From: Benjamin Dachis
To: Concerned Canadian Travellers
Date: January 25, 2018
Re: Don’t Limit Airline Competition behind Closed Doors
With frigid temperatures, many Canadians are looking for flights to warmer climates. Many of those flights will be codeshare flights: one airline operates the aircraft, but affiliated airlines offer ticket sales on that flight as well. A bill in front of the Senate may make these more common – with the risk of making that trip to a tropical paradise pricier.
Codeshare agreements raise the risk of reducing competition, and therefore can lead to higher prices. On domestic flights, code-sharing is likely not a major cost driver. The largest domestic competition impediment is that only airlines majority-owned by Canadians can operate domestic flights (to the government’s credit, a recent improvement relative to the former 25 percent foreign ownership limit).
But, on international flights, consolidation among codeshare groups has begun to raise competition concerns. There are now three major global alliances: Star Alliance (of which Air Canada is a member), SkyTeam, and oneworld. (For its part, Westjet has 16 code-share partners, but almost all do not fly parallel routes.) Canada has had concerns with potential anti-competitive agreements in the past. Air Canada and United Airlines reached an agreement in 2012 with the government to limit how much they would coordinate on cross-border flights.
Creating a larger network of flights, as code-sharing does, creates benefits for travellers too. A bigger network can sustain individual routes that would be uneconomic in a disjointed point-to-point fashion. That benefits travellers by providing more flight options.
Embedded in Bill C-49, currently in front of the Senate, is a proposal to let the Minister of Transport allow airline joint ventures, like code-sharing, even when the Competition Bureau, thinks they are anti-competitive. Under Bill C-49, a subsequent review by the office of the Minister of Transport would grant the minister the ability to unilaterally reject the views of the Competition Bureau. This new power should raise some concerns.
Bill C-49 would, in effect, create another sector-specific regulatory regime shielding the regulated industry from the enforcement of the Competition Act by the Competition Bureau. This problem is not unique to the airline industry. It affects many sectors ranging from beer to butter to barristers.
The Competition Act lays out the basic criteria that the bureau uses to determine how competitor behaviour will affect economic efficiency. The Competition Bureau focuses on economic efficiency above all else. Will the Minister of Transport do the same? He should do so, but will the Minister prioritize airline jobs at the expense of travellers? Will the sway of one airline matter more than others?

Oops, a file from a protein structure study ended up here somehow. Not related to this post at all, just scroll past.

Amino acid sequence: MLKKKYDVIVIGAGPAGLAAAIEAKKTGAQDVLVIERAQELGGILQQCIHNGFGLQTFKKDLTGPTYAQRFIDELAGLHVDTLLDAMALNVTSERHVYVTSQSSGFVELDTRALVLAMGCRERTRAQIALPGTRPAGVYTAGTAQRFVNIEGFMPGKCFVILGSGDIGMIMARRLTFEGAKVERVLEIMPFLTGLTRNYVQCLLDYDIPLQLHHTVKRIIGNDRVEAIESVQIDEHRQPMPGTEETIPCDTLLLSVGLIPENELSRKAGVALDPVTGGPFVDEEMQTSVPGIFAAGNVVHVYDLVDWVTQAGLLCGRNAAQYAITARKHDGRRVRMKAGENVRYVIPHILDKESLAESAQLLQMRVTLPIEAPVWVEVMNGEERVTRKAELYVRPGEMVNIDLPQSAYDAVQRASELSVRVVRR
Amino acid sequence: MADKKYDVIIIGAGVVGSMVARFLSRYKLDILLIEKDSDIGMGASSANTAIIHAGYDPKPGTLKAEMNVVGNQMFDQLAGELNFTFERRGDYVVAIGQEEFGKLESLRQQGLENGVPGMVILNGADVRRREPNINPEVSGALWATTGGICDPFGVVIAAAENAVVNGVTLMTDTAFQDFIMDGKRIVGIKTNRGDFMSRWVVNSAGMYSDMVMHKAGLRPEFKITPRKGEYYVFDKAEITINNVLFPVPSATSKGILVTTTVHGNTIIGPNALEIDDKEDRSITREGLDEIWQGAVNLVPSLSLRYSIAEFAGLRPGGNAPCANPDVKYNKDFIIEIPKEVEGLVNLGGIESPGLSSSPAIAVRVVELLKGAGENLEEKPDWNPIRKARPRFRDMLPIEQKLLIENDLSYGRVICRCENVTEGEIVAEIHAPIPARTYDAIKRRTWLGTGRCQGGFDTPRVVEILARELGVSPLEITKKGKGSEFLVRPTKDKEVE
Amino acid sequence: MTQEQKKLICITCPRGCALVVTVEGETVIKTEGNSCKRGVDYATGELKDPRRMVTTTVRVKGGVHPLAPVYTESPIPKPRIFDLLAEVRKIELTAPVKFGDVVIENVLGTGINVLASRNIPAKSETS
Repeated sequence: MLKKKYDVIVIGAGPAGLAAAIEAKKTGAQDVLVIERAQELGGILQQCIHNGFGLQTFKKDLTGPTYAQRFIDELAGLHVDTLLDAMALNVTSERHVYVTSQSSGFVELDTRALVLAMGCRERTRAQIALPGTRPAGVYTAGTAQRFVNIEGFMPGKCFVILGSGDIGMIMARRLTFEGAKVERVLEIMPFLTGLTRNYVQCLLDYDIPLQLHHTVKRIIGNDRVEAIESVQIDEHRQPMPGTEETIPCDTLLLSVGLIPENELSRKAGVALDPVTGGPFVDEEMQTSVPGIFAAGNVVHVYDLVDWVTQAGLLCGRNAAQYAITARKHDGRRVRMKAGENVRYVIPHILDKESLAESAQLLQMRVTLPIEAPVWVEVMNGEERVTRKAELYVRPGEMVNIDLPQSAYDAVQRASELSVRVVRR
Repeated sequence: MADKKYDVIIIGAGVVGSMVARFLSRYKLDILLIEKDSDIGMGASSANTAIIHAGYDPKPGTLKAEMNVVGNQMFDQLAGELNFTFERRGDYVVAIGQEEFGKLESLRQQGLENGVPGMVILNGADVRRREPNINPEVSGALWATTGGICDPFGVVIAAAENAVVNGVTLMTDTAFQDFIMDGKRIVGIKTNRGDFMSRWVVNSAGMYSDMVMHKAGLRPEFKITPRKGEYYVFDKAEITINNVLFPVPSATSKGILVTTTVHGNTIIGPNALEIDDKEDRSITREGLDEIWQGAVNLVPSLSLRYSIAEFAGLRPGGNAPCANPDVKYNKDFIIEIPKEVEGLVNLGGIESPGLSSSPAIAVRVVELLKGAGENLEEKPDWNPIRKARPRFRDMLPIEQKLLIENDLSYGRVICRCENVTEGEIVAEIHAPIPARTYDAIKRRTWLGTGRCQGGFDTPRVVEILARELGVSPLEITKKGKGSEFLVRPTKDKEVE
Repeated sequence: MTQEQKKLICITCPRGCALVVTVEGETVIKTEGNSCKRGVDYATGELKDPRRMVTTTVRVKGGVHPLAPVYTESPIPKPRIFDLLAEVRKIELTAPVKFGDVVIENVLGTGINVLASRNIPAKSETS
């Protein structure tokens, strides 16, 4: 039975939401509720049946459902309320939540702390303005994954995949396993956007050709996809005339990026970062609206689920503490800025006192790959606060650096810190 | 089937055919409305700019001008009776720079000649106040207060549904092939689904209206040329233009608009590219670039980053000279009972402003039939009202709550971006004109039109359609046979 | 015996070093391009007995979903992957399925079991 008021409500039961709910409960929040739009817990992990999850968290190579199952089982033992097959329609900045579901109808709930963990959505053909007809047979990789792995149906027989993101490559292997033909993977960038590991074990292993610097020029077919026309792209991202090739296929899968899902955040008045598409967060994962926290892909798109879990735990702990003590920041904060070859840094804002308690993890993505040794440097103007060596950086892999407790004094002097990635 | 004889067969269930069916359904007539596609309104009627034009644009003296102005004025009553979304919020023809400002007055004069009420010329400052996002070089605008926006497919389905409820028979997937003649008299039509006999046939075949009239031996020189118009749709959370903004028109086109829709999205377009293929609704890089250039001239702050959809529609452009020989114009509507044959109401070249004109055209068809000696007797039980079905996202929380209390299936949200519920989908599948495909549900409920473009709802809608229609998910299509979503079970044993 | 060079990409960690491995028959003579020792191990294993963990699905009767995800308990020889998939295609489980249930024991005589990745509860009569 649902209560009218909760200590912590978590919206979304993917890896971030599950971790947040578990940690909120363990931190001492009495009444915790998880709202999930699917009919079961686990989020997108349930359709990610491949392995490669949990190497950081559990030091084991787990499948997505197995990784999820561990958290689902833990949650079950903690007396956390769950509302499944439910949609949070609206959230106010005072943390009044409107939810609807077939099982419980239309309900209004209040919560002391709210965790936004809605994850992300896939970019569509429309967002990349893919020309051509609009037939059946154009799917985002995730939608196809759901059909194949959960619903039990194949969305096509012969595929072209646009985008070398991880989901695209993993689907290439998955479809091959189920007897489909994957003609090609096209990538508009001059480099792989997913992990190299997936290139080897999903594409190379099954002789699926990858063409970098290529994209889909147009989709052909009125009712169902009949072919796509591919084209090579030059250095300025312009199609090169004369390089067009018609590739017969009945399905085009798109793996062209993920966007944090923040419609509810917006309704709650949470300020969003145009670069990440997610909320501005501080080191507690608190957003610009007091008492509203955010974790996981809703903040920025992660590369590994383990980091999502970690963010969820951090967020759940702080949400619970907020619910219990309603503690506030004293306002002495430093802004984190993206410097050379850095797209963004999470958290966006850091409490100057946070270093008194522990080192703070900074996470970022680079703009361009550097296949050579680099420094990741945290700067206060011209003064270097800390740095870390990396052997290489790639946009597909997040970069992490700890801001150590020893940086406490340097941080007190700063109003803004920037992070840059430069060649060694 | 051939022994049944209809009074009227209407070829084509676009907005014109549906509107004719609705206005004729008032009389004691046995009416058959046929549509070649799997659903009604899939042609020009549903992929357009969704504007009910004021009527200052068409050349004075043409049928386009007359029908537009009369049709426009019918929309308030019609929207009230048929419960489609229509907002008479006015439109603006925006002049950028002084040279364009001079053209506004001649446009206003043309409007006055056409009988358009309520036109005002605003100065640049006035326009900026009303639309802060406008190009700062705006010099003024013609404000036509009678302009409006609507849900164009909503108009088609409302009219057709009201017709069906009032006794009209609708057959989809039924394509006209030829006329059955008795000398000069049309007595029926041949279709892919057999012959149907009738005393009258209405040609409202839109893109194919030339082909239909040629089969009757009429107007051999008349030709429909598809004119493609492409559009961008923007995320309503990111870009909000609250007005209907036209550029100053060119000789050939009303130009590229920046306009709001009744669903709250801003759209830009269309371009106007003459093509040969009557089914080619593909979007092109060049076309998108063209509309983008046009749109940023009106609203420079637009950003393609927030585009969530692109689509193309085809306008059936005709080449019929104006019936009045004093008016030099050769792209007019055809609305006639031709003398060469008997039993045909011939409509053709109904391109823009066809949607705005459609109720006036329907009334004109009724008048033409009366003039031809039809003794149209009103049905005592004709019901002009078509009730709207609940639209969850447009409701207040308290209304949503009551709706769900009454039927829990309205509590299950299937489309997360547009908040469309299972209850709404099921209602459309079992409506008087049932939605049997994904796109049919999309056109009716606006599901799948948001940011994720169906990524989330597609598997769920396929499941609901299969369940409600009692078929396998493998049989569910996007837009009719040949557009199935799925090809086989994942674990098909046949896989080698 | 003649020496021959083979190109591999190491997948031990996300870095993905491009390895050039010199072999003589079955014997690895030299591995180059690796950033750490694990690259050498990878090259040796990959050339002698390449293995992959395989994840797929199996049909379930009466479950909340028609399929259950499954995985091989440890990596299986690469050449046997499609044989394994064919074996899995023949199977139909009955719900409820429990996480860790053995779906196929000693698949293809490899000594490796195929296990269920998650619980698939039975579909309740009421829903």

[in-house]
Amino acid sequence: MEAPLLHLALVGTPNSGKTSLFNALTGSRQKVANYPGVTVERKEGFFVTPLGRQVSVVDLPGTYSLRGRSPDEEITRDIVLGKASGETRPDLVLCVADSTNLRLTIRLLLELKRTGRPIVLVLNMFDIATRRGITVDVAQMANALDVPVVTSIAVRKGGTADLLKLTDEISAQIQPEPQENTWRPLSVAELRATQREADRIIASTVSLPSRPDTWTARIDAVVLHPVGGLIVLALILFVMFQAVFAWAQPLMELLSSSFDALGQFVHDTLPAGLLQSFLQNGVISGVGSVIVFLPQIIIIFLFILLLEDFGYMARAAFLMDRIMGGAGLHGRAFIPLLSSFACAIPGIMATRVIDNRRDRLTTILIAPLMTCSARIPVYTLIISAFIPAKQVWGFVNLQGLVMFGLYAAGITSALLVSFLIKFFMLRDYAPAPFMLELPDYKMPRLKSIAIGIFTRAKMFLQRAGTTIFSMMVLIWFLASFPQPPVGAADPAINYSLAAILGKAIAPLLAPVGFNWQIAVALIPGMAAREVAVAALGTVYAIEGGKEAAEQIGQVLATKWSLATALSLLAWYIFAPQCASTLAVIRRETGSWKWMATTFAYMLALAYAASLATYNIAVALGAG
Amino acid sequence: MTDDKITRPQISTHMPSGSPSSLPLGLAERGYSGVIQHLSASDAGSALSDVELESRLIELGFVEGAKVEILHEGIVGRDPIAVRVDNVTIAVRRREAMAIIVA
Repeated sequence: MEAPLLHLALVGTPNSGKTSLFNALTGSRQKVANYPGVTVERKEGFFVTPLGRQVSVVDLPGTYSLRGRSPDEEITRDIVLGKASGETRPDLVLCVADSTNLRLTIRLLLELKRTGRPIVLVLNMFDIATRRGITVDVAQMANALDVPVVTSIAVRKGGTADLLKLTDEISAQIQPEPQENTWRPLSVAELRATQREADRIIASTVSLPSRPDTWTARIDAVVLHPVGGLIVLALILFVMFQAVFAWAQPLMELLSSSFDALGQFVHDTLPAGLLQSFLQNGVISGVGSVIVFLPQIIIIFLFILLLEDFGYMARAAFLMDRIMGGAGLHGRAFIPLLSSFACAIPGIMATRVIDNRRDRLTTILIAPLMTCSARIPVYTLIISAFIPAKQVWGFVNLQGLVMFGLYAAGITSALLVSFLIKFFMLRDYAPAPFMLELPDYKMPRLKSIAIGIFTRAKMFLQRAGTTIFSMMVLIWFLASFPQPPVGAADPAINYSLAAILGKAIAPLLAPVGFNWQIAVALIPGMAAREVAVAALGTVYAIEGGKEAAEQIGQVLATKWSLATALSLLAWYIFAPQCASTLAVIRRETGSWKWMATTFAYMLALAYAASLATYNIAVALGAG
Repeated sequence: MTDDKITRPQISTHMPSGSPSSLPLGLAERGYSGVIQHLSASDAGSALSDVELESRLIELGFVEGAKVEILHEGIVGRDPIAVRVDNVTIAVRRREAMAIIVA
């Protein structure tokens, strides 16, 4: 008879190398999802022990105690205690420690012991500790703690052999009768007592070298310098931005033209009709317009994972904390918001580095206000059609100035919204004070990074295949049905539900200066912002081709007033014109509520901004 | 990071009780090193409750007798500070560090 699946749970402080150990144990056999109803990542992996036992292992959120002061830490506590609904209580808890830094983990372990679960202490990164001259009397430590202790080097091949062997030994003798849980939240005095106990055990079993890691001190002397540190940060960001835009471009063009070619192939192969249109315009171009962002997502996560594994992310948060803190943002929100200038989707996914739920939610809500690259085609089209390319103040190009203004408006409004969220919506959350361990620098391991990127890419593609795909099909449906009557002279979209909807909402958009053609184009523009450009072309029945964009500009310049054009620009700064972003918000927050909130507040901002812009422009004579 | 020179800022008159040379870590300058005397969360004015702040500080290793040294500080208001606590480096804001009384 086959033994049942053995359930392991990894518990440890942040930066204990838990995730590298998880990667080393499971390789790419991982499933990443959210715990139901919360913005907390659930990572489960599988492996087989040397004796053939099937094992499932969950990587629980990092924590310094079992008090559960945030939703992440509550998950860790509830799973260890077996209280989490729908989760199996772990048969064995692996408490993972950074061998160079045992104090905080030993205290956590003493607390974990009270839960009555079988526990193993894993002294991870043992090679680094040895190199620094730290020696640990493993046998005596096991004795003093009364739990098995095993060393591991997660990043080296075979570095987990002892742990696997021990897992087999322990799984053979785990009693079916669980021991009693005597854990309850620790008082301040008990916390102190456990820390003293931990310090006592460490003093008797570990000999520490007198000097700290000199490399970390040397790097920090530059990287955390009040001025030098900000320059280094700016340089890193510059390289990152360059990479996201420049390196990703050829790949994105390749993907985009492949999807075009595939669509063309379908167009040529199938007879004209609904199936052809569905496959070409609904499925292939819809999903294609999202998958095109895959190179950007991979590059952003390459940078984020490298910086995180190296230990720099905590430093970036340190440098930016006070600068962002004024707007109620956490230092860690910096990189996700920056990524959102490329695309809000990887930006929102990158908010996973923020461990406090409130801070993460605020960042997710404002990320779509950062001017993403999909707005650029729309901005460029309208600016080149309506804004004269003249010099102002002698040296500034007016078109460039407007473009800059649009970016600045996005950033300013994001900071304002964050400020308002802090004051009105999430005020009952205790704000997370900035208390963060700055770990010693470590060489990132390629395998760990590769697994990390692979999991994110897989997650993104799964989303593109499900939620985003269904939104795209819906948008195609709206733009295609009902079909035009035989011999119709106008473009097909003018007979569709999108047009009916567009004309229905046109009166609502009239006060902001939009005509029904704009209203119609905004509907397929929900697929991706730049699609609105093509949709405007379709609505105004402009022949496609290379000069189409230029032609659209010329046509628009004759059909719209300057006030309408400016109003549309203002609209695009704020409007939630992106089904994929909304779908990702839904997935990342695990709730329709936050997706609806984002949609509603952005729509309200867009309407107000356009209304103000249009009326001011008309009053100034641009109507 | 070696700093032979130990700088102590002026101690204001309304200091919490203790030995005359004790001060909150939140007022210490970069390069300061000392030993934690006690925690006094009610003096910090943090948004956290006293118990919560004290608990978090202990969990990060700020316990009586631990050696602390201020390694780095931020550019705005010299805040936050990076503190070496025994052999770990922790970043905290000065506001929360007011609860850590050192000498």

Travellers and competing airlines will only know what the Minister of Transport decides if the reasons for the office to reject the Competition Bureau’s arguments are made public. At a minimum, Bill C-49 should require, specified in the Competition Act, that both the minister’s and the bureau’s full decisions – not just a summary – become public. It is important the public know why the government would override the Competition Bureau.
Canada is not the only country that has grappled with the prospect of two parts of the government viewing agreements between airlines differently. Codeshare agreements have pitted the US transport regulator against the competition regulator. While sector-specific regulators risk aiding anti-competitive behaviour, there can be good reasons for a sector-specific review. Giving one authority the final regulatory say provides clarity to companies rather than needing to juggle multiple regulators.
Competition is what will make flights to escape the harsh Canadian winters as affordable as possible. Ottawa should be very careful and transparent when it limits the application of the Competition Act.
Benjamin Dachis is Associate Director of Research at the C.D. Howe Institute and Co-Chair of the C.D. Howe Institute Competition Policy Council.
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